Children with autism exhibit impairment in the processing of socioemotional information. The amygdala, a core structure centrally involved in socioemotional functioning, has been implicated in the neuropathology of autism. We collected structural and functional magnetic resonance images (MRI) in children 8 to 12 years of age with high-functioning autism (n = 12) and typical development (n = 15). The functional MRI experiment involved matching facial expressions and people. Volumetric analysis of the amygdala was also performed. The results showed that children with autism exhibited intact emotion matching, while showing diminished activation of the fusiform gyrus (FG) and the amygdala. Conversely, the autism group showed deficits in person matching amidst some FG and variable amygdala activation. No significant between-group differences in the volume of the left or right amygdala were found. There were associations between age, social anxiety and amygdala volume in the children with autism such that smaller volumes were generally associated with more anxiety and younger age. In summary, the data are consistent with abnormalities in circuits involved in emotion and face processing reported in studies of older subjects with autism showing reductions in amygdala activation related to emotion processing and reduced fusiform activation involved in face processing.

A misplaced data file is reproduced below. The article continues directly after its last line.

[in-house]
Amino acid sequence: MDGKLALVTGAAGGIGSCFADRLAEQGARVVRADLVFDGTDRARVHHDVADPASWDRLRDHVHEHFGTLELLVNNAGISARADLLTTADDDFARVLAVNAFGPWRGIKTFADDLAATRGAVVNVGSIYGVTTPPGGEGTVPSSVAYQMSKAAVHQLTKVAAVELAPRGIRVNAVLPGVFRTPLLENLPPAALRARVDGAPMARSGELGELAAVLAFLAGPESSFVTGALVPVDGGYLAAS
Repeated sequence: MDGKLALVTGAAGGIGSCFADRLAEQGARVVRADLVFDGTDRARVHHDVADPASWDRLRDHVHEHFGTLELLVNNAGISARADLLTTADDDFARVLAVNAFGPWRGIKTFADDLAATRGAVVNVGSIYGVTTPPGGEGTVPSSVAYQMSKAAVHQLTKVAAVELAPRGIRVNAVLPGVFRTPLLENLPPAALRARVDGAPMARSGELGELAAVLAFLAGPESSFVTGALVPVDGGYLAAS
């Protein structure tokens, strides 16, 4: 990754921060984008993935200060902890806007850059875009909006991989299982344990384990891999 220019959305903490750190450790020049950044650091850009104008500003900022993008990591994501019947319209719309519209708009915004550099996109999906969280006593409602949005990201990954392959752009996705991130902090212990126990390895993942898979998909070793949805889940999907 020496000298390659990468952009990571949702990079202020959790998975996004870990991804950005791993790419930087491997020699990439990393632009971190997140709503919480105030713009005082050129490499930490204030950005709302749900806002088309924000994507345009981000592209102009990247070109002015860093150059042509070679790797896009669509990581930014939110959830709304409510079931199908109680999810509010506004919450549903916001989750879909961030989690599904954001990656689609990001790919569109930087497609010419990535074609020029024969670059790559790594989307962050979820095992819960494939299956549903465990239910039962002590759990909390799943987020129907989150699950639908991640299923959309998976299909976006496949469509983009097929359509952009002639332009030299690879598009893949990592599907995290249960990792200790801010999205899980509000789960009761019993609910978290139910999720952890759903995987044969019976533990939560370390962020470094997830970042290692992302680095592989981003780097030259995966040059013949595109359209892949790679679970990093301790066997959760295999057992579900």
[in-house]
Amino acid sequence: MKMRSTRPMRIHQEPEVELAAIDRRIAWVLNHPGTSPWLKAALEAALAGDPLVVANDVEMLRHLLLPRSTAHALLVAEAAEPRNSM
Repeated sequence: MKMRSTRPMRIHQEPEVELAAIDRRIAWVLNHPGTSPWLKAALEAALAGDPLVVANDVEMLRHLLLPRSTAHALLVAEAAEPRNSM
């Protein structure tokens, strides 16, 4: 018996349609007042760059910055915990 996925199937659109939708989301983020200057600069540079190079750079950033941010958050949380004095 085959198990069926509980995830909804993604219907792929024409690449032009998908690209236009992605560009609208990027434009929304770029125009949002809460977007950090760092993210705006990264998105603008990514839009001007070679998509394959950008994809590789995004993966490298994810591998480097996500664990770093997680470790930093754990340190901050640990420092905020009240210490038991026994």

- Fusiform gyrus
ASJC Scopus subject areas
- Psychiatry and Mental health
- Radiology Nuclear Medicine and imaging
- Neuroscience (miscellaneous)